Legislation to increase the federal minimum wage appears to be in trouble this week as Democrats on the House Education and Labor Committee squabble over the size of any increase and efforts by organized labor to tie future increases to inflation.
The minimum wage bill, sponsored by Rep. Augustus F. Hawkins (D-Calif.), is scheduled for a vote Thursday by the House subcommittee on labor standards. But subcommittee Democrats so far are unwilling to go along with Hawkins' proposal to raise the minimum from $3.35 to $4.65 an hour over the next three years and then index future increases to account for inflation.
A similar bill has been introduced in the Senate by Edward M. Kennedy (D-Mass.), chairman of the Senate Committee on Labor and Human Resources.
The minimum wage bill is one of the biggest items on organized labor's legislative agenda this year.
Democrats on the House subcommittee, according to committee sources, are opposed to indexation and want to either lower the top rate closer to the $4-an-hour level or stretch out the time period to reach $4.65 an hour.
Union lobbyists, in an effort to salvage as much of the Hawkins bill as possible, decided early last week to abandon indexation in the subcommittee if necessary to preserve the $4.65 wage level proposal. "We always viewed it as a bargaining chip," one union lobbyist said last week.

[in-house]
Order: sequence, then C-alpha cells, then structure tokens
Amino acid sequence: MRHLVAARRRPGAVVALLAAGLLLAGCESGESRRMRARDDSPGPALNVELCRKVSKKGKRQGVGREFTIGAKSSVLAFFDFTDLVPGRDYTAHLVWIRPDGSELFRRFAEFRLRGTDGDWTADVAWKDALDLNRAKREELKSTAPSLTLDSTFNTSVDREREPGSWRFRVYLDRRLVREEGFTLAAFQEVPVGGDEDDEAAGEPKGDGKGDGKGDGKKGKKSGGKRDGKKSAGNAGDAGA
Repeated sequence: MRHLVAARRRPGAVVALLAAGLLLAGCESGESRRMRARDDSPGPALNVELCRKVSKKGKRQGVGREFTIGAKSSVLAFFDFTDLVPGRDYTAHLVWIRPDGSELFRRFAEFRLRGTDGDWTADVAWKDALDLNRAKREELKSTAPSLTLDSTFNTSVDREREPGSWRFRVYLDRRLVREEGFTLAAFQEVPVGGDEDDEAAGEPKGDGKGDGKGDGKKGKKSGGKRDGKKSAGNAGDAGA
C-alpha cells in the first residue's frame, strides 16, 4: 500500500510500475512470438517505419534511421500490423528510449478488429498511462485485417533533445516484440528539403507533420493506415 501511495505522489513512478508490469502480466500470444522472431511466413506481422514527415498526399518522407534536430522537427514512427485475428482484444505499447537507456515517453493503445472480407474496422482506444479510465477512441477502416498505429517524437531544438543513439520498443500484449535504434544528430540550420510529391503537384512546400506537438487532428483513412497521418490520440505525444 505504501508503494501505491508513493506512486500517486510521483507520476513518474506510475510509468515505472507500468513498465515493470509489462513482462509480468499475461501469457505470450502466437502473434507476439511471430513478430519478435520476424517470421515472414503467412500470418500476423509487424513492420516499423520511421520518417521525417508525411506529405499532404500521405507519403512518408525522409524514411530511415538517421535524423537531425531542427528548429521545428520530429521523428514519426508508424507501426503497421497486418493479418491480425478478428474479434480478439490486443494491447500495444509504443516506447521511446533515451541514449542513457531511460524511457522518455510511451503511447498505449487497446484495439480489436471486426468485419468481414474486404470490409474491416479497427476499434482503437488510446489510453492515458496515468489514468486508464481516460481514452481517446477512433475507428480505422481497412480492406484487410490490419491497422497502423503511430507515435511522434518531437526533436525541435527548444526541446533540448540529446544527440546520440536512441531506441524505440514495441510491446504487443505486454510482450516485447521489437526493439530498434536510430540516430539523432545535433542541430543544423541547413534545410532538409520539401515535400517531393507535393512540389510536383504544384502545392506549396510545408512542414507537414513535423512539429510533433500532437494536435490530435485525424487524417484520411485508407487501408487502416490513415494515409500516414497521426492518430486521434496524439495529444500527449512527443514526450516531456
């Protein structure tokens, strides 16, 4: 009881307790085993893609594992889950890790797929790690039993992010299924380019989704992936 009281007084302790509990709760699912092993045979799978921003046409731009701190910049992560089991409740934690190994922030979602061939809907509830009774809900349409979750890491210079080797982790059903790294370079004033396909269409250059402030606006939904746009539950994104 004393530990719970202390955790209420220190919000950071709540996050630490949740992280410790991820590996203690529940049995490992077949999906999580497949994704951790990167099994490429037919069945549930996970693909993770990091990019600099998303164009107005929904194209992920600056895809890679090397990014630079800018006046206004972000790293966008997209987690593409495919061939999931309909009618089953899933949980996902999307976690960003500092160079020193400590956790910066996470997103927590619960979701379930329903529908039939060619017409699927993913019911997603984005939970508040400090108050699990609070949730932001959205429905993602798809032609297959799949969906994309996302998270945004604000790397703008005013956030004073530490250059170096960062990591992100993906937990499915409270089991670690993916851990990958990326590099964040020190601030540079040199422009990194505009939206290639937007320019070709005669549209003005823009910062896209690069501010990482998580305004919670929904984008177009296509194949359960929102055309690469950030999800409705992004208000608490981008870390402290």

Hawkins, in what a committee aide described as an effort to "get the subcommittee in line" before the Thursday markup session, has called a caucus meeting of all committee Democrats for Wednesday. It is unclear, however, if Hawkins has enough votes among Democrats on the full committee to carry the bill. Subcommittee Republicans, in the meantime, have called a caucus meeting Tuesday to plan their strategy.
"Right now it's rough -- there isn't any consensus," a labor lobbyist said. "It's very messy." He said there has been so much infighting among the Democrats that labor hasn't even begun to square off against the business community.
The biggest business opposition comes from the U.S. Chamber of Commerce and the National Restaurant Association. Neither group wants any increase in the minimum wage.
Further complicating the issue, according to lobbyists and congressional aides, is subcommittee Chairman Austin J. Murphy (D-Pa.). Sources said last week that Murphy is bitter that labor and other Democratic allies did not lobby to fight his Dec. 19 sanction by the House for allowing someone else to cast his vote on the House floor.
Murphy, according to committee officials and union lobbyists, does not want future increases in the minimum wage tied to increases in inflation. Murphy also is reported to be considering an increase in the "tip credit" for restaurant workers. The industry wants to be able to count a waiter's tips as a credit toward half the minimum wage requirement. Labor and Hawkins are both opposed.
Like Murphy, Hawkins appears willing to give up indexing, but he does not want to do it until the bill reaches the House floor, an aide said. "If we weaken it in the subcommittee, it will only get weaker as it moves to the floor," he said. "The sharks will begin circling."
The aide said he did not think Hawkins was prepared to let the subcommittee drop indexing. He said if Hawkins could not get enough support for his bill in subcommittee, he might introduce a new bill and take it directly to the full committee for a vote.
Committee officials said they are confident the House will increase the minimum wage this year and that the wage level will be raised above $4 an hour.